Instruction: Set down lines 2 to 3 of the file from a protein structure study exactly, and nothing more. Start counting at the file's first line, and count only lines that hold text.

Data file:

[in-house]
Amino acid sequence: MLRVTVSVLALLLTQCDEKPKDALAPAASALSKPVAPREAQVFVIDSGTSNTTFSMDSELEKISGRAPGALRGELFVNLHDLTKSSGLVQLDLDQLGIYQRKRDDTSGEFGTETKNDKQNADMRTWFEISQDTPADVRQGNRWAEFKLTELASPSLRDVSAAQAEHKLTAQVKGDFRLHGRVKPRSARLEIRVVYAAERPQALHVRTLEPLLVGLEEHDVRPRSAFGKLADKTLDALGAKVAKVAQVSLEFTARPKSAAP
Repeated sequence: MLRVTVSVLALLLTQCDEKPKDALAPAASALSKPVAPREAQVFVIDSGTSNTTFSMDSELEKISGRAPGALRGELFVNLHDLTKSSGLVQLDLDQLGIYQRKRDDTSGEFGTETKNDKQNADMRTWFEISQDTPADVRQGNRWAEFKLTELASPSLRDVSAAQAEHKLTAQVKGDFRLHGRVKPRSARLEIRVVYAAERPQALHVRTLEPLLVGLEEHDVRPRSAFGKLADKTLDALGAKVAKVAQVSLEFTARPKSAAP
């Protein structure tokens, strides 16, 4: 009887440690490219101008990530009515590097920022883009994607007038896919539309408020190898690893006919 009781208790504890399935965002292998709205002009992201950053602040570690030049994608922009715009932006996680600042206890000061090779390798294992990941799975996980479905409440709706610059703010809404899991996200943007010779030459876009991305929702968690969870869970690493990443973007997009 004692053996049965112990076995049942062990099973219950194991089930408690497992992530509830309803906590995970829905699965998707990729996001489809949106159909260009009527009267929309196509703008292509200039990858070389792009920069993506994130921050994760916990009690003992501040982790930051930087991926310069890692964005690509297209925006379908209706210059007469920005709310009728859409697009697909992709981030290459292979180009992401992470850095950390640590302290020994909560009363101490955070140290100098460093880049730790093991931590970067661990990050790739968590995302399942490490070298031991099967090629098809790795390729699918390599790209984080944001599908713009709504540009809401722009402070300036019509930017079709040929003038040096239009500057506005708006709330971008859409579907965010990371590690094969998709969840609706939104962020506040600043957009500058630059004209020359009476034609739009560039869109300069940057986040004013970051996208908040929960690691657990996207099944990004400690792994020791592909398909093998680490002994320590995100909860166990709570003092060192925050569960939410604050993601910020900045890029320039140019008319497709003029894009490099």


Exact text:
Amino acid sequence: MLRVTVSVLALLLTQCDEKPKDALAPAASALSKPVAPREAQVFVIDSGTSNTTFSMDSELEKISGRAPGALRGELFVNLHDLTKSSGLVQLDLDQLGIYQRKRDDTSGEFGTETKNDKQNADMRTWFEISQDTPADVRQGNRWAEFKLTELASPSLRDVSAAQAEHKLTAQVKGDFRLHGRVKPRSARLEIRVVYAAERPQALHVRTLEPLLVGLEEHDVRPRSAFGKLADKTLDALGAKVAKVAQVSLEFTARPKSAAP
Repeated sequence: MLRVTVSVLALLLTQCDEKPKDALAPAASALSKPVAPREAQVFVIDSGTSNTTFSMDSELEKISGRAPGALRGELFVNLHDLTKSSGLVQLDLDQLGIYQRKRDDTSGEFGTETKNDKQNADMRTWFEISQDTPADVRQGNRWAEFKLTELASPSLRDVSAAQAEHKLTAQVKGDFRLHGRVKPRSARLEIRVVYAAERPQALHVRTLEPLLVGLEEHDVRPRSAFGKLADKTLDALGAKVAKVAQVSLEFTARPKSAAP